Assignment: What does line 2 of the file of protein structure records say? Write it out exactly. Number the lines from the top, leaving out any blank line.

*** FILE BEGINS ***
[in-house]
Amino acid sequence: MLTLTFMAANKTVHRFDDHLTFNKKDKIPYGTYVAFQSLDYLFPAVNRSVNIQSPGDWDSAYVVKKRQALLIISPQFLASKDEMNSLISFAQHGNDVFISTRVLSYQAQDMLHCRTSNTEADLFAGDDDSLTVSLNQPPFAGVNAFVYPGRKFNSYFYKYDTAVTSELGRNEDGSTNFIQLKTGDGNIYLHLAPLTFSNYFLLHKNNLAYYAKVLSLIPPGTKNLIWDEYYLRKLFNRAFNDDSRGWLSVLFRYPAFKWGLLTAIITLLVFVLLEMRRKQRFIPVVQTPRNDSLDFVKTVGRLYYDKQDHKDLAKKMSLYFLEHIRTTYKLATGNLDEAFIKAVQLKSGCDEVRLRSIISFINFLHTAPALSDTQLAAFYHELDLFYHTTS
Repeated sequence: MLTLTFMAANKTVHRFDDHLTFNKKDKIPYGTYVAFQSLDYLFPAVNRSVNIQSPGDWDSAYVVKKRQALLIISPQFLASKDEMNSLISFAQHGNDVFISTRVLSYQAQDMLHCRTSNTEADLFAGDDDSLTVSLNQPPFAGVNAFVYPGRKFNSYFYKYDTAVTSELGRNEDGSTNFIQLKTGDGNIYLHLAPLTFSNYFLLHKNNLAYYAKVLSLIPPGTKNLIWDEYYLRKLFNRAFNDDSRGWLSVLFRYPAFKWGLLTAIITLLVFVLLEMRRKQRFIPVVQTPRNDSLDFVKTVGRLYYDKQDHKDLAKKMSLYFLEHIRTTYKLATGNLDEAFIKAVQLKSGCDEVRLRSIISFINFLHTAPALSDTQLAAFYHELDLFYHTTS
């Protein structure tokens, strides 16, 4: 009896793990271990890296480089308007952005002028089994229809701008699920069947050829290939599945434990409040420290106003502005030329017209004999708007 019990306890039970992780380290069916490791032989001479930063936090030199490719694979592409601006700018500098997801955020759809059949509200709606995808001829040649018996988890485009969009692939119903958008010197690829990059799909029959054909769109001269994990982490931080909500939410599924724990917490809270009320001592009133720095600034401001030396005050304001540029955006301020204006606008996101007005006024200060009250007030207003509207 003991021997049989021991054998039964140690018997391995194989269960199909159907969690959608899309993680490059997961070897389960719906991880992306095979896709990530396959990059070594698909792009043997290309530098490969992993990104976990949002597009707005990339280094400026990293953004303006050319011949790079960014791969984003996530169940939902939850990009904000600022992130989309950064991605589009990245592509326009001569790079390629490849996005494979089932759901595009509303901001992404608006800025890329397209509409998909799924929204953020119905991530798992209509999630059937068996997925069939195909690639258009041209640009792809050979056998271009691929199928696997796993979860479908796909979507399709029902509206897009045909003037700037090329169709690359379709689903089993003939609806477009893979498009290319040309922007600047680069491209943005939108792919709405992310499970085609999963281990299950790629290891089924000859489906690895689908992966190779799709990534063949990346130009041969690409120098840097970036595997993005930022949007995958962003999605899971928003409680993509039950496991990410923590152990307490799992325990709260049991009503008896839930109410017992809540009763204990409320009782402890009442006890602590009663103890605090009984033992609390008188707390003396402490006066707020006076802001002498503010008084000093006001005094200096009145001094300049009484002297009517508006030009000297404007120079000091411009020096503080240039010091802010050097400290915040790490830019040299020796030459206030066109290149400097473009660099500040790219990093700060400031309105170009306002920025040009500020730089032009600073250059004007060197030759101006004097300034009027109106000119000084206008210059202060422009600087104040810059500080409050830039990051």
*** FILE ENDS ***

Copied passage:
Amino acid sequence: MLTLTFMAANKTVHRFDDHLTFNKKDKIPYGTYVAFQSLDYLFPAVNRSVNIQSPGDWDSAYVVKKRQALLIISPQFLASKDEMNSLISFAQHGNDVFISTRVLSYQAQDMLHCRTSNTEADLFAGDDDSLTVSLNQPPFAGVNAFVYPGRKFNSYFYKYDTAVTSELGRNEDGSTNFIQLKTGDGNIYLHLAPLTFSNYFLLHKNNLAYYAKVLSLIPPGTKNLIWDEYYLRKLFNRAFNDDSRGWLSVLFRYPAFKWGLLTAIITLLVFVLLEMRRKQRFIPVVQTPRNDSLDFVKTVGRLYYDKQDHKDLAKKMSLYFLEHIRTTYKLATGNLDEAFIKAVQLKSGCDEVRLRSIISFINFLHTAPALSDTQLAAFYHELDLFYHTTS